(Not Quite) One Thousand Words

I keep hearing that text is on its way out. People don’t read. Your blog post should be fewer than 800 words. People want visuals.

While all of this may be valid, I for one am standing by text. Written language is a wholly unique form of communication, and what it does cannot be replicated or replaced by Vines or Instagrams.

I don’t remember what life was like before I could read. I started reading early, and words on the page became my anchor in the tumultuous sea of childhood. Reading still settles and stimulates my mind in ways that watching movies cannot. I’ve never been able to consume audio books. I don’t want to hear the words, I want to read them.

The internet has changed our relationship with written language, reducing much written communication to 140 characters. In the beginning, the internet was mostly text. Bandwidth limitations meant even small photos caused load times to go through the roof. I remember waiting 10 minutes for a web page to load in the late 1990s. It was a good time to go make coffee.

The assumption has always been that people want more media from the internet. Now that we can view unlimited videos, who needs text? Clearly, some people do, or sites like Longreads and Medium would not be as popular as they are.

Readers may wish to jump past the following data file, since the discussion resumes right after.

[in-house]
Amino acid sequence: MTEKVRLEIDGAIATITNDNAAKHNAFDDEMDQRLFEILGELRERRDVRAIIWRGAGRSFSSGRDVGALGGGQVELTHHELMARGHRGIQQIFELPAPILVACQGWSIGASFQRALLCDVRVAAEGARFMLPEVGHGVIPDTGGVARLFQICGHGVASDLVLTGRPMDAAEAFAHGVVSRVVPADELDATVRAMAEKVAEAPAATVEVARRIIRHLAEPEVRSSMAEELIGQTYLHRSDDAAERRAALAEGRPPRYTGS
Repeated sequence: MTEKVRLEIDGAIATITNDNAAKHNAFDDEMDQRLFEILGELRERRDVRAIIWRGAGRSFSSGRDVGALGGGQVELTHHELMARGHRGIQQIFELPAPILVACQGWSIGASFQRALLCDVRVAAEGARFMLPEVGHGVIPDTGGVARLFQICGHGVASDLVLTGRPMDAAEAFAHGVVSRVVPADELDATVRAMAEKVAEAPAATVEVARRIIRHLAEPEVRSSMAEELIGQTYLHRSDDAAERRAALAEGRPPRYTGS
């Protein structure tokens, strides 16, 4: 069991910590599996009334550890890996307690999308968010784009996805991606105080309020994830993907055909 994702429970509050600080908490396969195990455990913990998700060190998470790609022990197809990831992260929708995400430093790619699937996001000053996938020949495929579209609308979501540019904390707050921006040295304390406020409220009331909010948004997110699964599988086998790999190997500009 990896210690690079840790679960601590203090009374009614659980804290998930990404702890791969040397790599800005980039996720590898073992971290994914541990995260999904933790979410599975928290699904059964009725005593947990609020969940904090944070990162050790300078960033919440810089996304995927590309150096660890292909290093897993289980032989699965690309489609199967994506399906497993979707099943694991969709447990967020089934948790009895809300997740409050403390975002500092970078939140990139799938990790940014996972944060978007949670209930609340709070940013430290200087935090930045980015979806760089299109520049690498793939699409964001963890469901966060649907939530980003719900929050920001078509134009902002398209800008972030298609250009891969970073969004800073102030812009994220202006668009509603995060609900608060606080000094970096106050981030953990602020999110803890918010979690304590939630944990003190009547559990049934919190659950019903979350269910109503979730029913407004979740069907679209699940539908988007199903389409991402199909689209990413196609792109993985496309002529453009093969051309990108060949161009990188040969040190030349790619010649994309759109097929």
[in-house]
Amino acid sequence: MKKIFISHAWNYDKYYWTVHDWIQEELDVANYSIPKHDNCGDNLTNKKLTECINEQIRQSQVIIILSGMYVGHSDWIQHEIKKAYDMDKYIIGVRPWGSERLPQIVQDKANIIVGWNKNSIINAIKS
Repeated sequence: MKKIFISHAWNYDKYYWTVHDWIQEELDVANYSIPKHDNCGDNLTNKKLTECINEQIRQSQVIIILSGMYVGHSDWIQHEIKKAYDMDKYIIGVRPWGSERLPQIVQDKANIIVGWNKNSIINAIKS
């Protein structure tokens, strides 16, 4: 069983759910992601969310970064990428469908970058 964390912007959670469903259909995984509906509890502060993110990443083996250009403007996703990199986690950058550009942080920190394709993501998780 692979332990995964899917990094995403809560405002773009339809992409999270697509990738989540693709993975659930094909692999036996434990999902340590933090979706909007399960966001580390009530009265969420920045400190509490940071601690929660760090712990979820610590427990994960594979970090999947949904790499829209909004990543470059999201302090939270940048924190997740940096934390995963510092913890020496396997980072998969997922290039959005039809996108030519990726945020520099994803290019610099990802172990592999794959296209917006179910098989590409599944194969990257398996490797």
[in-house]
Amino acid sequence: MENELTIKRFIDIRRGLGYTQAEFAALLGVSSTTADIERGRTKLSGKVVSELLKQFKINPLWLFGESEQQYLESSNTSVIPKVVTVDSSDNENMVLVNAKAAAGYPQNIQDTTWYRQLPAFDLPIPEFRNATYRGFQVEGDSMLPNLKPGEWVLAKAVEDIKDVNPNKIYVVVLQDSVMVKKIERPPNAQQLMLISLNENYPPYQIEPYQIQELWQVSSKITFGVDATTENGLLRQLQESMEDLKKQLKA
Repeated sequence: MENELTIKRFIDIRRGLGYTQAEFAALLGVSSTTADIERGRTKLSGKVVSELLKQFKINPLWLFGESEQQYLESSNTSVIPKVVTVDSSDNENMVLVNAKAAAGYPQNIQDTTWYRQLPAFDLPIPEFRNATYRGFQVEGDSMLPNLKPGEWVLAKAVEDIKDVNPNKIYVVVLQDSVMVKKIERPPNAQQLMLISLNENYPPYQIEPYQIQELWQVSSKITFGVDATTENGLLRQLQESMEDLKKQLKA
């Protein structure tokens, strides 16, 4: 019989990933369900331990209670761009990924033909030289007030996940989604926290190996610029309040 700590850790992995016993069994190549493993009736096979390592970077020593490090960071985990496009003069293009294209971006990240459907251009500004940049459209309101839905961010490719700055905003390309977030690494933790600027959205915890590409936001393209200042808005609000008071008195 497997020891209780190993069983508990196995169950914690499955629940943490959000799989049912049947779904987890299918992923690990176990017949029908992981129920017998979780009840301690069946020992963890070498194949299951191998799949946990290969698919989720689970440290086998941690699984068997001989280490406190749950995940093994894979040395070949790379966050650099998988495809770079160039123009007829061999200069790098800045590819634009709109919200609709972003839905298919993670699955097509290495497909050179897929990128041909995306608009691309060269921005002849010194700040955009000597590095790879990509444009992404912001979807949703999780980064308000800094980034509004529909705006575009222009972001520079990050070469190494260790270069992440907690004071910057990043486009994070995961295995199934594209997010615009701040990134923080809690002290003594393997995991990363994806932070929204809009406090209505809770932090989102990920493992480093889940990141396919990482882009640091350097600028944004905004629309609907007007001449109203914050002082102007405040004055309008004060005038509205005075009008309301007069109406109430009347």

Reading a word is a very different mental process from hearing a word. When you see the word ‘effervescent’ your brain translates those characters not into sound, but into sensation and meaning. Some people “hear” words in their head as they read, but pronouncing the word — internally or otherwise — is only one aspect of reading the word. There are all kinds of amazing things that happen when you hear a word, too. I’m not knocking it, but it’s different.

Read these words: Liquid. Charming. Refract. Embody. Painstaking. Vertigo. Potent. Vermillion. Fingertip.

I don’t know about you, but for me reading a list of words like that is a visceral experience. Not only does my brain connect each word to my own personal lexicon of sensations and meanings, but it also tries to find context. It looks for the connection among the words, even if I know none exists.

My relationships have become more text-based in recent years. Don’t call me. Text me or email me or tweet at me. While text-based communication can lack the intonations and body language we use to understand each other, there’s something powerful about writing. When I write to someone, I think about each word — at least a little — before I send a message. Speech can be so clumsy and unpredictable, especially for an introvert like myself.

I’m glad that the internet can now be home to almost any form of media (sculpture is still a problem, until we all have 3D printers). I love good photography, and I’m thrilled that I can watch videos of all shapes and sizes. But I’m not giving up on text. I mean, obviously, look at all these words I’m typing.

Reading and writing are closely connected to critical thinking, and that’s something everybody needs.



Leave a Reply

Fill in your details below or click an icon to log in:

WordPress.com Logo

You are commenting using your WordPress.com account. Log Out /  Change )

Facebook photo

You are commenting using your Facebook account. Log Out /  Change )

Connecting to %s